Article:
The Reserve Bank of India (RBI) is likely to announce the guidelines for the entry of foreign and private banks in India by month-end after the monetary policy. Foreign entities that finally get the go-ahead from the RBI would be given full banking licences as per their applications, a source said.
A committee is currently assessing the credentials and track records of foreign entities that have applied for banking licences. “Once the committee decides on an entity, it would get equal status as that of any Indian bank,” an official source, who did not wish to be identified told HT. Goldman Sachs, Morgan Stanley, JP Morgan, Rabo and Doha Bank are among those that have applied for banking licences with the RBI.
The “reciprocity” model would also be critical while allowing a foreign entity to operate as a bank in India. Banks of only those countries, which have allowed Indian banks to set up branches, will be allowed to set up shop in India.
“The principle of reciprocity will be a determining factor in allowing foreign banks to set up branches in India. This could be specified in the new policy,” said a government official.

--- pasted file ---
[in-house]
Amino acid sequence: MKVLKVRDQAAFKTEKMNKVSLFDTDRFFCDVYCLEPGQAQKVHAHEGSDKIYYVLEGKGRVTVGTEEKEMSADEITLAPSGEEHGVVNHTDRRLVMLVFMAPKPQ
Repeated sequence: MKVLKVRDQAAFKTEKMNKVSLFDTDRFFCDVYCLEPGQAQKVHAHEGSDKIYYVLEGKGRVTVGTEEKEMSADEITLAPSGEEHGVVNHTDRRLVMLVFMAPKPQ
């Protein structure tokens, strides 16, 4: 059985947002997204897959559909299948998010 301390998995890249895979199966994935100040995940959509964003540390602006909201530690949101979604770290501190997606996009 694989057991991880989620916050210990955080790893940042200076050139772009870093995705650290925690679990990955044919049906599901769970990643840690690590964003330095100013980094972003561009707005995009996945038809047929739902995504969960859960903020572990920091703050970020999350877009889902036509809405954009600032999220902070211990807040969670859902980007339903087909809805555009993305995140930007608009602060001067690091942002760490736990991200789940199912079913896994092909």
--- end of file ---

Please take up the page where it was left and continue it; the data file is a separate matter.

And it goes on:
The policy on foreign banks was originally scheduled to be rolled out in 2009 but was deferred in wake of the global financial crisis that shattered world economy after the collapse of large investment banks including Lehman Brothers in 2008.
India and China has already begun the process of “reciprocity” agreement that would allow Chinese banks to set up branches in India.
While at present there are no banks from China operating in India, State Bank of India (SBI), Bank of Baroda, Bank of India and Canara Bank already have branches in China.
The guidelines for granting fresh licences to private entities is also expected to be stringent and those that are granted licences would be expected to serve the rural markets as well.